(6) The problem with meetings is not that they exist per se.  They have a disturbing tendency to substitute relatively ineffectual learning methods (in the form of passive listening and empty rhetorical posturing) for effective ones (practicing empathy with another person, undefended by artificial codes of conduct that narrowly prescribe action: it is easy to be "charitable" when this involves nothing more than sitting quietly or uttering platitudes at a podium; if we want to strengthen our charity, however, we should seek out situations that test it a little more).  So the church (whether LDS or Catholic) becomes something of a paradox:
Human traditions all tend toward stagnation and decay.  They try to perpetuate things that cannot be perpetuated [e.g. naive myths about the nature of reality].  They cling to objects and values which time destroys without mercy [e.g. human infallibility, institutionalized celibacy, polygamy, racist and sexist doctrines of supremacy].  They are bound up with a contingent and material order of things--customs, fashions, styles, and attitudes--which inevitably change and give way to something else.  The presence of a strong element of human conservatism in the Church should not obscure the fact that Christian tradition [which for me includes Mormonism], supernatural in its source, is something absolutely opposed to human traditionalism (142).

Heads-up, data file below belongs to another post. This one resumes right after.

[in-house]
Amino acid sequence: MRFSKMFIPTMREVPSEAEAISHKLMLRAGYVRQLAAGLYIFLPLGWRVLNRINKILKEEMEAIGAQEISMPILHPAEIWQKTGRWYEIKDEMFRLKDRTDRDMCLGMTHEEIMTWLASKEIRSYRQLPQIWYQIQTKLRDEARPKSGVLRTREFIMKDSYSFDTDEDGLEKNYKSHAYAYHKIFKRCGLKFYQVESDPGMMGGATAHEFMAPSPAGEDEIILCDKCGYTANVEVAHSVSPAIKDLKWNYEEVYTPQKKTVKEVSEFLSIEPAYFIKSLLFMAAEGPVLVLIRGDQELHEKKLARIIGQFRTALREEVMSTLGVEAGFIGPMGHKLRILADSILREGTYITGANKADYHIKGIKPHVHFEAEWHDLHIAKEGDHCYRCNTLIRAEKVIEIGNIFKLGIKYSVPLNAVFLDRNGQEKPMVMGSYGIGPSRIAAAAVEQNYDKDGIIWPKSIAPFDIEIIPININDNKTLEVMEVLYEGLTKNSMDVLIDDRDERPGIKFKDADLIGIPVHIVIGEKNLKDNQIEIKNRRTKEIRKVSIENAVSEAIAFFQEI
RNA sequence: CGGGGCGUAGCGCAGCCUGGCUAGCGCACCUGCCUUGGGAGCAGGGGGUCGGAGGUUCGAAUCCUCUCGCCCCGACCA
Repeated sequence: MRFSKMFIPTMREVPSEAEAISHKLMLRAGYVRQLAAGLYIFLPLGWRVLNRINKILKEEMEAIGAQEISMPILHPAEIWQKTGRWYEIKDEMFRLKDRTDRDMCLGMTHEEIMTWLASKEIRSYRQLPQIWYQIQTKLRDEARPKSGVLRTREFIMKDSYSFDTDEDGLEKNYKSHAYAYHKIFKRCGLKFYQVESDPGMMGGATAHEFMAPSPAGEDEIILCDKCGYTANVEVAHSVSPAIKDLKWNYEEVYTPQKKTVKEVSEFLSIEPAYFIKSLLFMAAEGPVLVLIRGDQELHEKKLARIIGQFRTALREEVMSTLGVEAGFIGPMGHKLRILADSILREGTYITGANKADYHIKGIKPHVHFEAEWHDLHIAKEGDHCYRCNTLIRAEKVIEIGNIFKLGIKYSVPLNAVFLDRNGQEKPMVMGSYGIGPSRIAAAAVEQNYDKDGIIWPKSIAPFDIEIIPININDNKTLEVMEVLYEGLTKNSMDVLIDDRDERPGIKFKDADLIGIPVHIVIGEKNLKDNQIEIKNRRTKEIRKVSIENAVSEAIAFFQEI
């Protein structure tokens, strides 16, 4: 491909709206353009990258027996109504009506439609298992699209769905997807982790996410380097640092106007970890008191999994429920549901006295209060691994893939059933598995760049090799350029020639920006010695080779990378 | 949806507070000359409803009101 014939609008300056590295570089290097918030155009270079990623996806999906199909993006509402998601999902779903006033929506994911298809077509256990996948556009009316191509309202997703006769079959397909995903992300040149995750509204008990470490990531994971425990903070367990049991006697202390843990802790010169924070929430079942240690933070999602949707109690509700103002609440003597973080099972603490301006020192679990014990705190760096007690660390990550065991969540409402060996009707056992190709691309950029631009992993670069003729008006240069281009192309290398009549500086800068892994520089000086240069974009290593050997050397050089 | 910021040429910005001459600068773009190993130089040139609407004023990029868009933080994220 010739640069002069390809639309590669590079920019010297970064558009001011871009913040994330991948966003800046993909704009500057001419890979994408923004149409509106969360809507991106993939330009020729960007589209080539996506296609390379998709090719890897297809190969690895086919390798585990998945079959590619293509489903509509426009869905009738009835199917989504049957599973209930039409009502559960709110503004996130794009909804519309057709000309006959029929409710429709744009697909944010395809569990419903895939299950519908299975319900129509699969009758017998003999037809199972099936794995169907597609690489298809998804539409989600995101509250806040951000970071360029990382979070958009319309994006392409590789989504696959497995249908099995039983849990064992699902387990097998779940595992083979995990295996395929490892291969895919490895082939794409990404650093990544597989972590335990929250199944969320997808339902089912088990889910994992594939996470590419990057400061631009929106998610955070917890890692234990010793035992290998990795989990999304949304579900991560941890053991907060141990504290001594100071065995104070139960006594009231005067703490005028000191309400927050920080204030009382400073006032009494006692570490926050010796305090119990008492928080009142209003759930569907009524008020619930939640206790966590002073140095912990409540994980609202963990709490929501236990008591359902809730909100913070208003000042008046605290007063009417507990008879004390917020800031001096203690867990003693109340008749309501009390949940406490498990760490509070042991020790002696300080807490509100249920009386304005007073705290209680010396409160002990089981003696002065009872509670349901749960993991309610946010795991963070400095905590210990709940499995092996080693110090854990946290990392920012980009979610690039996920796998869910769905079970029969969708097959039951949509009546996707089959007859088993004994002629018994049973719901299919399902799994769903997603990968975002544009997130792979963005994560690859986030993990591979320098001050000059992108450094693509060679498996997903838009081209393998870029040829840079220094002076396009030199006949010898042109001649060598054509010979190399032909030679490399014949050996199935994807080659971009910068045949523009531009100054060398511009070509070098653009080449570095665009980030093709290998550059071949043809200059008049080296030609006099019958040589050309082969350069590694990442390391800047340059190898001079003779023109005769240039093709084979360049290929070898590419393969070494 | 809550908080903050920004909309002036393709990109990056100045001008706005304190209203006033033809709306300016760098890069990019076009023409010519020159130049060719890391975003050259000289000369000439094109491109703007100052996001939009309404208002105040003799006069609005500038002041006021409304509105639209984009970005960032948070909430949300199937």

So the Church (as Merton calls it), in order to avoid becoming just another human organization, must foster life of a kind that does not occur elsewhere--a life that takes what is good from the tradition of the past and adapts it in revolutionary fashion to the challenges of the present.  It must be open to losing some things its members like, and embracing some things they hate. 

(7) Ideally, the Church provides social space in which the individual saint can build his own integrity and simultaneously improve that of his neighbor:
Very few men are sanctified in isolation.  Very few become perfect in absolute solitude.  Living with other people and learning to lose ourselves in the understanding of their weakness and deficiencies can help us to become true contemplatives...Even the courageous acceptance of interior trials in utter solitude cannot altogether compensate for the work of purification accomplished in us by patience and humility in loving other men and sympathizing with their most unreasonable needs and demands (191).